Placed on administrative leave were the Revs. Joseph DiGregorio, Joseph Gallagher and Stephen Perzan. A priest on administrative leave cannot live in a rectory or parish and cannot publicly minister.
DiGregorio was accused of molesting a 16-year-old girl four times in 1967 or 1968 in the Our Lady of Loreto rectory in Southwest Philadelphia and in his car. Another priest confirmed the allegations against DiGregorio, who also failed a lie-detector test when queried in 2005, grand jurors found. Yet, archdiocesan investigators cleared him. Until yesterday, DiGregorio remained a parochial vicar at Stella Maris parish, in South Philadelphia.
In 2007, a 36-year-old man told archdiocesan investigators that Gallagher had repeatedly fondled, hit him and discussed masturbation with him when he was an altar boy at St. Mark's in Bristol in the 1980s. A year later, another man reported that Gallagher had fondled him and talked with him about masturbation when he was an altar boy in 1968 or 1969. During both investigations, witnesses substantiated the allegations, yet the Archdiocese in 2008 cleared Gallagher. Less than a year later, the alleged victim from the 1980s killed himself, according to the grand jury.
Although Gallagher is now retired from St. Richard's, in South Philadelphia, he was, until his removal yesterday, a regular assistant at St. Jerome's and St. Timothy's in Northeast Philadelphia and at St. Thomas Aquinas in Croydon, Bucks County, according to the grand-jury report.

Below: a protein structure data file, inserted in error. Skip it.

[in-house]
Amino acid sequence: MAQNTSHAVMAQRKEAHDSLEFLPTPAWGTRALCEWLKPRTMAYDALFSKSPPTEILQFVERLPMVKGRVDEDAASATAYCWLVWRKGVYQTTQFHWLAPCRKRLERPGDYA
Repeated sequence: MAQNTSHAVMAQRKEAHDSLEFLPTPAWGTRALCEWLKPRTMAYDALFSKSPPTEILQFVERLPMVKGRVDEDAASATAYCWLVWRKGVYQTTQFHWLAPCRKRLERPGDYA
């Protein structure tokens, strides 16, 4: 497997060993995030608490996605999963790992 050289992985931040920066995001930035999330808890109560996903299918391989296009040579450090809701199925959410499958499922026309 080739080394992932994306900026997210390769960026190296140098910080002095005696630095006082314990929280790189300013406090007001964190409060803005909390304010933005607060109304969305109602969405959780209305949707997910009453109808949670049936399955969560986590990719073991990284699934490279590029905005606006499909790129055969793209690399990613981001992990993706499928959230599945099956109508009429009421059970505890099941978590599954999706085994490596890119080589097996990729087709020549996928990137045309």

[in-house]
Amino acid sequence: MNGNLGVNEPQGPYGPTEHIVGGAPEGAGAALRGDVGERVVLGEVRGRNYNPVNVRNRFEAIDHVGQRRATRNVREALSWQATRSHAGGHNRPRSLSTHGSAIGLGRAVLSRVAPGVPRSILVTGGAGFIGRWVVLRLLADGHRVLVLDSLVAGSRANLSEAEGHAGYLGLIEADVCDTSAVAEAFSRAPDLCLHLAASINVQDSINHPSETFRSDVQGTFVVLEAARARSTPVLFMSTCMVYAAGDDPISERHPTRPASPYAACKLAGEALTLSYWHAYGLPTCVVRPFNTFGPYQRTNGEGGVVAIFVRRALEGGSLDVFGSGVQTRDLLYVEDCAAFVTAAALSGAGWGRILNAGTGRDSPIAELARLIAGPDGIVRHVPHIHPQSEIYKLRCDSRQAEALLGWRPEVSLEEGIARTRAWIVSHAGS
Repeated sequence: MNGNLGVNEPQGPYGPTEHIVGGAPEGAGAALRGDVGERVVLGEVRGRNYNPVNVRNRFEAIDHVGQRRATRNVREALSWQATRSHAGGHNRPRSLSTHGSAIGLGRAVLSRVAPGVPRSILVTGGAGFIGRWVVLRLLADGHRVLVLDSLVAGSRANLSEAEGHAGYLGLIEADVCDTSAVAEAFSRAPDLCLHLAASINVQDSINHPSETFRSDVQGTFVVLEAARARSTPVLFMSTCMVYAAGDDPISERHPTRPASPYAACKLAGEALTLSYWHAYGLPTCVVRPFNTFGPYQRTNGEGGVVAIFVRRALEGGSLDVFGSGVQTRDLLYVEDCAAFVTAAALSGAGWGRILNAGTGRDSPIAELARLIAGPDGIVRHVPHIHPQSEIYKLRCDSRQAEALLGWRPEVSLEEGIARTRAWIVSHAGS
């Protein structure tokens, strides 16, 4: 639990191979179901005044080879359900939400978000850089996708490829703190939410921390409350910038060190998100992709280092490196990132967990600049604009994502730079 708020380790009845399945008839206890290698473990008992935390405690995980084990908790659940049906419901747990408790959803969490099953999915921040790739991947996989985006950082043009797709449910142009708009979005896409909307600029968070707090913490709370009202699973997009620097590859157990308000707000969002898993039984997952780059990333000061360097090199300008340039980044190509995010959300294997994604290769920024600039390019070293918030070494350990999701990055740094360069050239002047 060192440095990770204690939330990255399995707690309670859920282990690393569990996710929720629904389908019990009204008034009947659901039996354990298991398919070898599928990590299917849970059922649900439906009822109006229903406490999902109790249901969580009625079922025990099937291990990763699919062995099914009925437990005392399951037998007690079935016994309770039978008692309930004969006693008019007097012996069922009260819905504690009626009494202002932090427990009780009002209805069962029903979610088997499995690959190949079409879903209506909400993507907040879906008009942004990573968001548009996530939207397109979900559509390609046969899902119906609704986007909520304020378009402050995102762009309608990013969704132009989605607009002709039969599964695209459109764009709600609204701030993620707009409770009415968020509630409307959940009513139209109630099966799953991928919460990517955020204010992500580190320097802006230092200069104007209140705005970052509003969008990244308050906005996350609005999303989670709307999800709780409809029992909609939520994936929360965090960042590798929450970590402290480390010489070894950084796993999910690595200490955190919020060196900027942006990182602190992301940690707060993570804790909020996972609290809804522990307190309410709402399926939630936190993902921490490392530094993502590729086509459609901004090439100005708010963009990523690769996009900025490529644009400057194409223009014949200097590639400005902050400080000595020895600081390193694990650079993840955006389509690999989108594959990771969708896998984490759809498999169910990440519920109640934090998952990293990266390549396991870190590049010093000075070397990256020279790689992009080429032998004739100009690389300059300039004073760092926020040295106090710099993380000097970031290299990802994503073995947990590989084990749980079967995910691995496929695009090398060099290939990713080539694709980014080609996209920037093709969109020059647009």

In Perzan's case, two boys reported that he molested them in the early 1990s, when he was chaplain at St. Gabriel's Hall, a residential program for delinquent youths. Perzan failed a polygraph, and other youths and Perzan's superiors backed up the allegations, according to the grand-jury report, but the Archdiocese declared them unsubstantiated. The church and its attorney then withheld details of the allegations from Montgomery County prosecutors, according to grand jurors. Perzan, until yesterday, was parochial vicar at St. Helena's, in Olney.
Rigali also announced yesterday that the Archdiocese has hired Gina Maisto Smith, a partner at the Ballard Spahr law firm, to review the cases of all accused priests still in active service to determine their suitability for continued service. Smith is a former Philadelphia assistant district attorney who prosecuted child sexual-assault cases for nearly 20 years.
David Clohessy, executive director of Survivors Network of those Abused by Priests (SNAP), criticized the changes as "a tiny, belated and begrudging step forward."
"Dozens - not three - dozens of credibly accused priests need to be suspended," he said.
In a statement, Philadelphia District Attorney Seth Williams praised Rigali's latest steps.
"The cardinal's strong words and recent efforts are the correct steps at this time," Williams said. "I will continue my commitment to working with him to protect our children, and I highly respect his choice of Gina Maisto Smith to lead this effort."